His speechwriter has come up with a decent line, but it's very misleading. This morning, I interviewed Russel Tarr, the teacher who is in Mr Gove's firing line. Unsurprisingly, he's furious. He explained that at the end of an intensive six-week course on the Weimar Republic, his GCSE students are required to explain the rise of Hitler to nine-year old primary children, as an exercise to show understanding and communication. The students used Mr Men characters in the exercise, which was very successful.

When challenged on this misdirection, Mr Gove is quoted as saying simply "Read my speech". As Russel Tarr told me, "I wonder what Mr Gove would make of Communism explained with farm animals? Perhaps he's unaware of George Orwell".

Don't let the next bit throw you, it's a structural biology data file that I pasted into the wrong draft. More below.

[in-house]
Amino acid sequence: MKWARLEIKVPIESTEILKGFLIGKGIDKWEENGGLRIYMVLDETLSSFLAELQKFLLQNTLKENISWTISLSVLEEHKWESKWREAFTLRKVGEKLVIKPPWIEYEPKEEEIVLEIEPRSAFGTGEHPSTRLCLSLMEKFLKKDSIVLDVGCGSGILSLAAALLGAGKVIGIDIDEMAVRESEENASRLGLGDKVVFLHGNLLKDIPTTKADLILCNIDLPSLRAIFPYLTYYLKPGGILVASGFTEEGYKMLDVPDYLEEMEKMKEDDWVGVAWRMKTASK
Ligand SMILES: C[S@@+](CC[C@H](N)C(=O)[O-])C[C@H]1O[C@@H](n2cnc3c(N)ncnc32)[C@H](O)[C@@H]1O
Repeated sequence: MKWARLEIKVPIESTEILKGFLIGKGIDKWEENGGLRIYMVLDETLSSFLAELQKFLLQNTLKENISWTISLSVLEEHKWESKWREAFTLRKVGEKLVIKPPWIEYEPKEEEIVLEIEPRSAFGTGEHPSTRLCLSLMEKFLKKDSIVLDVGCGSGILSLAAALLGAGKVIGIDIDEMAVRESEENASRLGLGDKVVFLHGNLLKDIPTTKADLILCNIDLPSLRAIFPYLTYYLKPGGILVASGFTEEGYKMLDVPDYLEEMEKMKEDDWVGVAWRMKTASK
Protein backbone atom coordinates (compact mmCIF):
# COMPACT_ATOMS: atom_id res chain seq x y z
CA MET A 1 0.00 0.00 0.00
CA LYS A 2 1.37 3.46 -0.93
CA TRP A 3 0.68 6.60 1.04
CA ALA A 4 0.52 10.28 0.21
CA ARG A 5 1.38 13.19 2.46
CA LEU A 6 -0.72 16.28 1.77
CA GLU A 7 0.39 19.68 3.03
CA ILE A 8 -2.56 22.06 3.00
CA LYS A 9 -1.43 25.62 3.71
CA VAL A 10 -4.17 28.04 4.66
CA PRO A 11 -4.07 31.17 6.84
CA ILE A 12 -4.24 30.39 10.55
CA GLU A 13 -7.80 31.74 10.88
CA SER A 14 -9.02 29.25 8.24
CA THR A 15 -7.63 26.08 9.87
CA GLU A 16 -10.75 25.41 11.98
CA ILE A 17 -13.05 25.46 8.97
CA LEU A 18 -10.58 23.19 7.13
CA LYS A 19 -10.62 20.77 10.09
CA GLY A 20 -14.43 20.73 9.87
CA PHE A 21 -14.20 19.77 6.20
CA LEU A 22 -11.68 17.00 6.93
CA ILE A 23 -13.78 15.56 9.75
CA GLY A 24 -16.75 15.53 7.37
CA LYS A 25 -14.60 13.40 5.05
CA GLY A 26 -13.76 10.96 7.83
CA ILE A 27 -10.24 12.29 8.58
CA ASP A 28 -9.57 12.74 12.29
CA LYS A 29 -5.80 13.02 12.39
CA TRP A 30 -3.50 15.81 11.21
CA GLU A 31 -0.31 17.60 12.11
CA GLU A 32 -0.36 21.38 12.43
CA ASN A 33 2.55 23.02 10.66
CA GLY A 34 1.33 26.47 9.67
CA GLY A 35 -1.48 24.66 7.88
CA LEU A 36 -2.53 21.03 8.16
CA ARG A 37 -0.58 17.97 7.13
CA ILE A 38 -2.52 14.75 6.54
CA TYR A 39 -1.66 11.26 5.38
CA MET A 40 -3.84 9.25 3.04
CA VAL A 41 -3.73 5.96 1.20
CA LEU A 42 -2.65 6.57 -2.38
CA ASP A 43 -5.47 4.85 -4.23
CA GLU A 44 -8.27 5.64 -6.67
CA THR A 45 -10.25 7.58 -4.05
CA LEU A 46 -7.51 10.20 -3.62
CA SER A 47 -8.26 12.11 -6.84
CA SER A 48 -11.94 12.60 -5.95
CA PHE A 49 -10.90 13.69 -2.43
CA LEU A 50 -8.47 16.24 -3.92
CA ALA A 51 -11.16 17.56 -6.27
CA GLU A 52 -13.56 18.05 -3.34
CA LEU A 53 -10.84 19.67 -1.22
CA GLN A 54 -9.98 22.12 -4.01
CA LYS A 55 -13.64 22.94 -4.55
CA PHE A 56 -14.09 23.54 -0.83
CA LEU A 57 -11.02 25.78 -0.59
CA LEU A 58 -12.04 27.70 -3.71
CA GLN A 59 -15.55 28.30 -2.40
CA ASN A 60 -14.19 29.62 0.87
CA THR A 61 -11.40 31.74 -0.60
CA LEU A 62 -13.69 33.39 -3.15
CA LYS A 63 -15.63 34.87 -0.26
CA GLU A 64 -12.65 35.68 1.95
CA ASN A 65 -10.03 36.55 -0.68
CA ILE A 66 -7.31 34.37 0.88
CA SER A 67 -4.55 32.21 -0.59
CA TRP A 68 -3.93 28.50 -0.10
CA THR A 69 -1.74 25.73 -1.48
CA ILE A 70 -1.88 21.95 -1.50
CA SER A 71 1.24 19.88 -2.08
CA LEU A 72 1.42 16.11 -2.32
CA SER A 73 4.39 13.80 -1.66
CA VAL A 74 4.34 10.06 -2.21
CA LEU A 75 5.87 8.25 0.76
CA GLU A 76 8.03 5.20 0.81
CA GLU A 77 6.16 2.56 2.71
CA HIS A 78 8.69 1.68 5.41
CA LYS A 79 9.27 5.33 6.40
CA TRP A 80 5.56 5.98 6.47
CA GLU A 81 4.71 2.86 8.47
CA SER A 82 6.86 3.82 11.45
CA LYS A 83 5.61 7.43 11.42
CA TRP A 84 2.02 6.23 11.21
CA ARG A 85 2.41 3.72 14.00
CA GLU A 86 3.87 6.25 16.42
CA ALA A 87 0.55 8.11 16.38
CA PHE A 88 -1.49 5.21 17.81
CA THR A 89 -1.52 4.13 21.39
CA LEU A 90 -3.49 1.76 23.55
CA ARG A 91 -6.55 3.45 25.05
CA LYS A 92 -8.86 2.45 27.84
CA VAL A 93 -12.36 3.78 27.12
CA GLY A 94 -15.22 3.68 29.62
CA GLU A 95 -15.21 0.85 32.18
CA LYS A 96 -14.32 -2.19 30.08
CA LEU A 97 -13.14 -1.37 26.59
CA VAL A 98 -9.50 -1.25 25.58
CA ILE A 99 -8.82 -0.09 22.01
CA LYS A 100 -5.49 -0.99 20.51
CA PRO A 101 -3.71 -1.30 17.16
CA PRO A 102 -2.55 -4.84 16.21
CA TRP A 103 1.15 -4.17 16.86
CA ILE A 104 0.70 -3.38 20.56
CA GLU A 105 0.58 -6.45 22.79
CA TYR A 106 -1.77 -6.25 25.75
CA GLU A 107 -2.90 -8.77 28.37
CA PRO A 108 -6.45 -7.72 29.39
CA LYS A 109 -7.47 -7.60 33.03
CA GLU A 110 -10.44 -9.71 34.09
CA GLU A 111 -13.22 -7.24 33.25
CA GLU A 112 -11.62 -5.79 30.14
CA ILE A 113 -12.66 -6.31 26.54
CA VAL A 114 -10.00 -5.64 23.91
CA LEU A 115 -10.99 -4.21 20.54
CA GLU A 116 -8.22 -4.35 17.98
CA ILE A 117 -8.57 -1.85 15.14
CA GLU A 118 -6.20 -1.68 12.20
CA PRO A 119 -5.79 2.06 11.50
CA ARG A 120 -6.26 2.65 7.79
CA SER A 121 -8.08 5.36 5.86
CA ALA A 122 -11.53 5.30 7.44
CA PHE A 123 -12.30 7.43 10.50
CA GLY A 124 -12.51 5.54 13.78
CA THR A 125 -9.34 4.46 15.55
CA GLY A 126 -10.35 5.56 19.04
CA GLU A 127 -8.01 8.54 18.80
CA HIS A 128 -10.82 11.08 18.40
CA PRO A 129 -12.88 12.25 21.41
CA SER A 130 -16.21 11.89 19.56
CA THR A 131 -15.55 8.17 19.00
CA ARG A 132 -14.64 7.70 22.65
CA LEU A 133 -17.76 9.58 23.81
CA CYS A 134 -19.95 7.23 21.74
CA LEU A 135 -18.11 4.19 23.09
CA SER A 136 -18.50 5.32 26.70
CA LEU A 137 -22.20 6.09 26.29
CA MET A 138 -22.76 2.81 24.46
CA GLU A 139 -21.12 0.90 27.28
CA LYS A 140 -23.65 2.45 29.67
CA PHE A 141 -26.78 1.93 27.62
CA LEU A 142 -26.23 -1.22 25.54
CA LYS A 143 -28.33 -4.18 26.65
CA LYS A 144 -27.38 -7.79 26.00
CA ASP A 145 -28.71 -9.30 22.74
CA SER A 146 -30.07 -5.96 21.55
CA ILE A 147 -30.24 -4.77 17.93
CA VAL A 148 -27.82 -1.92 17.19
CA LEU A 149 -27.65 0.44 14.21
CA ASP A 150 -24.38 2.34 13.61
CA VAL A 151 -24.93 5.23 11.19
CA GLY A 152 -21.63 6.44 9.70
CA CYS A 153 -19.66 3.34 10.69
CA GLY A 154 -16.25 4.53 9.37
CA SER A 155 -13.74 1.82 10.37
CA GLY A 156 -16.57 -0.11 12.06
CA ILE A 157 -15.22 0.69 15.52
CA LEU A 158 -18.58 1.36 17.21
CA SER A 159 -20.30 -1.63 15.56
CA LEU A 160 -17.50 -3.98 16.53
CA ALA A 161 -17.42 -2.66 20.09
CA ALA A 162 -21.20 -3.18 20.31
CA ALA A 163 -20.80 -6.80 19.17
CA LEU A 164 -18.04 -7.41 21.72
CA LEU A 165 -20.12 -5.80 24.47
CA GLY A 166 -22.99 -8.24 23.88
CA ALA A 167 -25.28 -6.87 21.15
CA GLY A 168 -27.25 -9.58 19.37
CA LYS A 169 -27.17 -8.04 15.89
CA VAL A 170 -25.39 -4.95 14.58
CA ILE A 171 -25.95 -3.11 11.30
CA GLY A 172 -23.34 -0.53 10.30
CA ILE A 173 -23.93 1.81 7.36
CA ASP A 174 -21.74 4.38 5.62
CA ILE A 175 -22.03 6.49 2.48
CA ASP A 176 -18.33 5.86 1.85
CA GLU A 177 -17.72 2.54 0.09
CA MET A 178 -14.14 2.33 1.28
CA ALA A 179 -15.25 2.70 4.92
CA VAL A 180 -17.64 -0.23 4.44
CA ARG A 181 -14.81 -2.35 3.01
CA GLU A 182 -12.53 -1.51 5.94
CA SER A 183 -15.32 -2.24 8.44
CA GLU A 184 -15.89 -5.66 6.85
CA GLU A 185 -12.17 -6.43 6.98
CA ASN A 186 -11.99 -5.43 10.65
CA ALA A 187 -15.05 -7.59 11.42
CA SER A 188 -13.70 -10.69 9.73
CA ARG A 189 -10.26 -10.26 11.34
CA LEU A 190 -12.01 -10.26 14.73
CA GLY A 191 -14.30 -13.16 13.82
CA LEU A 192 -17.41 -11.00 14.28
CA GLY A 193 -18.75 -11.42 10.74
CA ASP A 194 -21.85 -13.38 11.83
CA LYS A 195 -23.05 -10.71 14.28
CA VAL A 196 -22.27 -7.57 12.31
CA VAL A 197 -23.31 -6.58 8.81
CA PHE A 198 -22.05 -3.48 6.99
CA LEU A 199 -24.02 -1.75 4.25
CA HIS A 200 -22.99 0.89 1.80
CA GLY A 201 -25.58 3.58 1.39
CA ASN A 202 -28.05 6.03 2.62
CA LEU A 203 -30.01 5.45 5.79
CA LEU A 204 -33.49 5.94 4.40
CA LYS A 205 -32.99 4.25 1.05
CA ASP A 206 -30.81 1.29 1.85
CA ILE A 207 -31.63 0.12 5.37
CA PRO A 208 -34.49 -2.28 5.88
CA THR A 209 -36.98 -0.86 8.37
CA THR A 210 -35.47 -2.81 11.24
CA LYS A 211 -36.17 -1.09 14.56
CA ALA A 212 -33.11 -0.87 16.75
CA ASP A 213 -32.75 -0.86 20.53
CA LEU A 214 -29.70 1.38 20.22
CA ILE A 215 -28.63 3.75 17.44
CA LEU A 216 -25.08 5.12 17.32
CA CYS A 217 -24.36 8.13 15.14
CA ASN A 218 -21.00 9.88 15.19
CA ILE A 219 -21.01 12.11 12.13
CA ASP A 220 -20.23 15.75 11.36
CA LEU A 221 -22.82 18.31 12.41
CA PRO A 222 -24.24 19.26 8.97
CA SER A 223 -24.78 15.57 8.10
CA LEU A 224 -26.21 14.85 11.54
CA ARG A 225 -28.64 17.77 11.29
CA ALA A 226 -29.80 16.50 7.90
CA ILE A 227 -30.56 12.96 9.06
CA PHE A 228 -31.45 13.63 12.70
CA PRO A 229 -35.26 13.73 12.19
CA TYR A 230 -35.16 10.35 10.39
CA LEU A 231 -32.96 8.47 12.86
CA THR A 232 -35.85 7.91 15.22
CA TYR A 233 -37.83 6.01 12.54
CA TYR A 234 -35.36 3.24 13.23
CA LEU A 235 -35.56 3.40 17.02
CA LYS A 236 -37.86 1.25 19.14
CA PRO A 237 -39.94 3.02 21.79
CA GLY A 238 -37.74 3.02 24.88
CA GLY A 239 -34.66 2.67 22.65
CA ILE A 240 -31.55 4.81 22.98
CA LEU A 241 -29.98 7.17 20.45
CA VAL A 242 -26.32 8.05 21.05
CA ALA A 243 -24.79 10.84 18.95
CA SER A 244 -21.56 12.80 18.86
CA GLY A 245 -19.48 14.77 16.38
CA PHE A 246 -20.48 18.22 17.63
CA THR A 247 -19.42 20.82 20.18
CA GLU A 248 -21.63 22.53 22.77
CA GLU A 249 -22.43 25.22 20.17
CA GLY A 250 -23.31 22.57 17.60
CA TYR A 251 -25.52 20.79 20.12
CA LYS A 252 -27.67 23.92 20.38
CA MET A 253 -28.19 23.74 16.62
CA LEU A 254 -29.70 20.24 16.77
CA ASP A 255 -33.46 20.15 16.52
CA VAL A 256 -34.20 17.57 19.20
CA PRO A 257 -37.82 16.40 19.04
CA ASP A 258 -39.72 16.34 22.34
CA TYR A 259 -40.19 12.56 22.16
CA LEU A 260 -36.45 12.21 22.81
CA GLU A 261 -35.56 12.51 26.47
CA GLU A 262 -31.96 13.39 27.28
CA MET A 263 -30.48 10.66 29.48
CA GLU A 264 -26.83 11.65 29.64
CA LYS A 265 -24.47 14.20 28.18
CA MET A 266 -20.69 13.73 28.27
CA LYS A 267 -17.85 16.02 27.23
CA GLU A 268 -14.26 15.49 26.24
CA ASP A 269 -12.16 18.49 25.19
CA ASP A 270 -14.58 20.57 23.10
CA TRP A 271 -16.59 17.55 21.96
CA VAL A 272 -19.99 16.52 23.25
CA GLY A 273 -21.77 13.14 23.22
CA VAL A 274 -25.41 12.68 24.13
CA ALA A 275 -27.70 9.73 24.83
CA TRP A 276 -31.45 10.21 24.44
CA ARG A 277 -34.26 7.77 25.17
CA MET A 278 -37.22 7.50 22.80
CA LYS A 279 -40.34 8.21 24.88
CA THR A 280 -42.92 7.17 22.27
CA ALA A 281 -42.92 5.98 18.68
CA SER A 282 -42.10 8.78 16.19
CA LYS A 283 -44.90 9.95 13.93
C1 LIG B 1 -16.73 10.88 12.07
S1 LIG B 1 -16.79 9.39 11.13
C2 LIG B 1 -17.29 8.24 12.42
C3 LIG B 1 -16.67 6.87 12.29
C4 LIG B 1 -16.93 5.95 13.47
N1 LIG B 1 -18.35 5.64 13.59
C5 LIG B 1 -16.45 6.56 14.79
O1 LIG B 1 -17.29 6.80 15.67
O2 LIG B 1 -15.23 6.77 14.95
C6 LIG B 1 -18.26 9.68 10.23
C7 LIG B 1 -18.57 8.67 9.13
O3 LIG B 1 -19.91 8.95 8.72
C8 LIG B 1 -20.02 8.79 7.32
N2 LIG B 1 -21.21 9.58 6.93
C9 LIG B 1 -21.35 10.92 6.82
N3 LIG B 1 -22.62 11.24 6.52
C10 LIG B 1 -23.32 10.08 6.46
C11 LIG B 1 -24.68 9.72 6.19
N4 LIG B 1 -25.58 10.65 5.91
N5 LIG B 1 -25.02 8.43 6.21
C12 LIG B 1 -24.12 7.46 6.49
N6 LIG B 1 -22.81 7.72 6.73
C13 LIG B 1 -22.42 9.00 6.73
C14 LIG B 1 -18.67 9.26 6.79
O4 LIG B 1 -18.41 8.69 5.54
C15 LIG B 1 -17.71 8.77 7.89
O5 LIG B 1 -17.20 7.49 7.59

My point is not political, but my question is this. If you were challenged after a speech on the basis of misinformation, how would you handle it?
 Picture Credit : Roger Hargreaves Creative Commons

Thursday, May 09, 2013

The Media Coach 10th May 2013

Hints and tips for media appearances, speaking and social media. This week; Who makes the news?; More phones than people; Ray Harryhausen; Soft drinks and bad taste; Can you prove that?; Handling a pre-recorded interview; How do you do everything?; An interview with The Chuckle Brothers; Music from Mick Wilson

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Saturday, May 04, 2013

How unique are you? Who says so?